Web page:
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|Subject: Re: Possibly the worst retirement investment||Date: 5/20/2013 8:52 PM|
|Author: aj485||Number: 307042 of 308644|
Wow, you read a lot more into that article than I did. What I saw was that there are issues with tapping retirement accounts and life insurance (presumably whole life, since it's 'tappable'). And I also saw some risks pointed out that are unique to real estate. But I also missed anyone pointing out the risks of any other investments that could be substitutes. There is no such thing as a 'safe' investment. Even CDs have inflation risk, so while you may not lose your principal, when you get it and the interest back, it's not going to purchase as much as it did when you invested. And putting your money under your mattress, or burying it in your backyard is even worse than a CD paying paltry interest, because the money under the mattress pays no interest and has risk of theft or loss in a disaster besides.
A lot of condo groups and HOAs put restrictions on rentals.
If someone is getting a mortgage to purchase a condo/townhome, there are actually more restrictions than just the HOA/condo group restrictions. FHA also requires condo/townhome projects to be qualified, meaning that they must have at least 50% owner occupants, no entity/investor can own more than 10% of a complex, and no more than 20% of the HOA members can be delinquent on their fees, among other requirements. And you generally can't get a conforming or FHA mortgage (90%+ of the current mortgage market) for a condo at all if the condo complex isn't FHA qualified, although there can be some exceptions.
The owner has to live in the house for a certain period of time before a rental is allowed.
This is if an owner-occupant mortgage is used. Investor financing does not require this. If HOAs require this, it's in the CC&Rs. If an investor is not willing to slog through the CC&Rs themselves, or pay someone to do so, then they shouldn't be investing in real estate that has CC&Rs, whether it's for personal purchase, retirement investing or some other investment. So, again, this is not an issue with 'real estate for retirement', but just an issue with real estate investment at all.
There have been some ugly stories about what happens when someone buys with intent to rent and doesn't mention this to their agent.
If they buy with the intent to rent, they need to be mentioning it to more than their real estate agent. They need to tell their loan officer, too (assuming they are using a mortgage to purchase). If they check the box on the loan application that says that they intend to occupy the property as their primary residence, and instead, actually intend to rent it out, they are committing mortgage fraud. Again, this is not an issue with 'real estate for retirement', but just an issue with any real estate investment at all.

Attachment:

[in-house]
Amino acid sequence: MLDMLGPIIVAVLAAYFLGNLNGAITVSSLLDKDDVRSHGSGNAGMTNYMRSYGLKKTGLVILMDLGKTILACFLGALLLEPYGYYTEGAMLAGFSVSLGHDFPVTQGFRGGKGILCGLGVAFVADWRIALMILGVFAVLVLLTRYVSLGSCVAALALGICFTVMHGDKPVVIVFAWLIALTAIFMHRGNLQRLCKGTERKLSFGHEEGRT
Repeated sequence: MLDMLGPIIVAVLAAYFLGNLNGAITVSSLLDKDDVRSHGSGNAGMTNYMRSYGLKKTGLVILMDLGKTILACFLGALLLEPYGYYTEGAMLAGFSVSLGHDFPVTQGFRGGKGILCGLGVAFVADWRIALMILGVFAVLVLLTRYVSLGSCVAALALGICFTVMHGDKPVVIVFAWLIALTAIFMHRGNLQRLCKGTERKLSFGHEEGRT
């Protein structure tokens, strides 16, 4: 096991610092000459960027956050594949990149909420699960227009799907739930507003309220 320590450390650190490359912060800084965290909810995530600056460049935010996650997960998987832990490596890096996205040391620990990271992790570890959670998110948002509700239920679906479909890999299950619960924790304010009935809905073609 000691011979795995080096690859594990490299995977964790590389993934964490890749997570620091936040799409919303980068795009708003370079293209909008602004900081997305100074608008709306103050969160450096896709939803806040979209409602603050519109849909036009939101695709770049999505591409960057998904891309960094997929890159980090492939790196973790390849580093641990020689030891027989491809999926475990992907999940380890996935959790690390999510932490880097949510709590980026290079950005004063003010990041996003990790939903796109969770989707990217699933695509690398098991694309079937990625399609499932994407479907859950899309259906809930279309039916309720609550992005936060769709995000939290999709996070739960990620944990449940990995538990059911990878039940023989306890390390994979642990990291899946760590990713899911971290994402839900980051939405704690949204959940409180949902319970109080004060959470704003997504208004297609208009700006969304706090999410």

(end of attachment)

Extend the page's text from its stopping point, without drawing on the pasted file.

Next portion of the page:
As I tried to say, real estate investment can be profitable if you know what you're doing and have the funds to cover the costs.
And as I tried to point out, the issues that you are bringing up with investing in real estate aren't issues with using real estate as an investment for retirement, but rather, general issues with investing in real estate.
I don't see that those issues make real estate any better or worse as an investment for retirement than other investments. It's all about what risks one is willing to take, and ensuring that the risks are recognized. Stock index funds have market risk. Bond index funds have interest rate risk. Managed mutual funds have expense and management risks. Individual stocks have bankruptcy risks. Individual bonds have call risks. Commodities have weather/natural disaster risks. Collectibles have the risk of no longer being as popular. etc., etc., etc.....
I don't disagree that investing in real estate successfully requires some study and knowledge. But it's not any more insurmountable than learning about any other investment, and probably simpler to learn about than some investments (FX trading, anyone?).
I do disagree that the article portrays real estate investing is 'possibly the worst retirement investment'. What it portrays is that people are taking risky and potentially costly actions, like cashing out or borrowing from retirement accounts, to invest in real estate. That doesn't mean that real estate investing is bad. It means that people who are investing in real estate (or gold, or individual stocks, or energy futures, or collectibles, or any other investment that they often can't buy in their retirement account) are taking significant risks, which they may not completely understand.
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